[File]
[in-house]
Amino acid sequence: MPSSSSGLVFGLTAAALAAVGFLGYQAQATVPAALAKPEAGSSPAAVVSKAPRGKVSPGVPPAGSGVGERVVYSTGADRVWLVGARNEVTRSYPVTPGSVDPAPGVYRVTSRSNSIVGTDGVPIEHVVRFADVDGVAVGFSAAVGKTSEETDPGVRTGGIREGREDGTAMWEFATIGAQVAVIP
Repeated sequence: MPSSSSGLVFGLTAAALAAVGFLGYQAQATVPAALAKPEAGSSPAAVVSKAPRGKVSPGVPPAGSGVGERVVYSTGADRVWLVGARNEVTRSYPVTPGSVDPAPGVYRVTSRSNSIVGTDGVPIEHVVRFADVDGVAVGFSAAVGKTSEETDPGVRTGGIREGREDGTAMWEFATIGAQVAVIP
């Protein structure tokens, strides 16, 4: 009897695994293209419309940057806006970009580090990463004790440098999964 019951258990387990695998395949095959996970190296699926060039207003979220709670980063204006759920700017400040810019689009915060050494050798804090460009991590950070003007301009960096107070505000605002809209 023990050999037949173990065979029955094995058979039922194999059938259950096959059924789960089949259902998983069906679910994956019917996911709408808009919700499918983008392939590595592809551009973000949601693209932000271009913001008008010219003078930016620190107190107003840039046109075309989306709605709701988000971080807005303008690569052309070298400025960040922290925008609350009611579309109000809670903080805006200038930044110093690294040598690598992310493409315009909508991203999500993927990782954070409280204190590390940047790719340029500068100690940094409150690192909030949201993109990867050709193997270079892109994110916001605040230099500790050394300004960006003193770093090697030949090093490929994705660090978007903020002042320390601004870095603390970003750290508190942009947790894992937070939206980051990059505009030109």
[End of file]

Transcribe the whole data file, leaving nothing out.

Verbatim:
[in-house]
Amino acid sequence: MPSSSSGLVFGLTAAALAAVGFLGYQAQATVPAALAKPEAGSSPAAVVSKAPRGKVSPGVPPAGSGVGERVVYSTGADRVWLVGARNEVTRSYPVTPGSVDPAPGVYRVTSRSNSIVGTDGVPIEHVVRFADVDGVAVGFSAAVGKTSEETDPGVRTGGIREGREDGTAMWEFATIGAQVAVIP
Repeated sequence: MPSSSSGLVFGLTAAALAAVGFLGYQAQATVPAALAKPEAGSSPAAVVSKAPRGKVSPGVPPAGSGVGERVVYSTGADRVWLVGARNEVTRSYPVTPGSVDPAPGVYRVTSRSNSIVGTDGVPIEHVVRFADVDGVAVGFSAAVGKTSEETDPGVRTGGIREGREDGTAMWEFATIGAQVAVIP
């Protein structure tokens, strides 16, 4: 009897695994293209419309940057806006970009580090990463004790440098999964 019951258990387990695998395949095959996970190296699926060039207003979220709670980063204006759920700017400040810019689009915060050494050798804090460009991590950070003007301009960096107070505000605002809209 023990050999037949173990065979029955094995058979039922194999059938259950096959059924789960089949259902998983069906679910994956019917996911709408808009919700499918983008392939590595592809551009973000949601693209932000271009913001008008010219003078930016620190107190107003840039046109075309989306709605709701988000971080807005303008690569052309070298400025960040922290925008609350009611579309109000809670903080805006200038930044110093690294040598690598992310493409315009909508991203999500993927990782954070409280204190590390940047790719340029500068100690940094409150690192909030949201993109990867050709193997270079892109994110916001605040230099500790050394300004960006003193770093090697030949090093490929994705660090978007903020002042320390601004870095603390970003750290508190942009947790894992937070939206980051990059505009030109």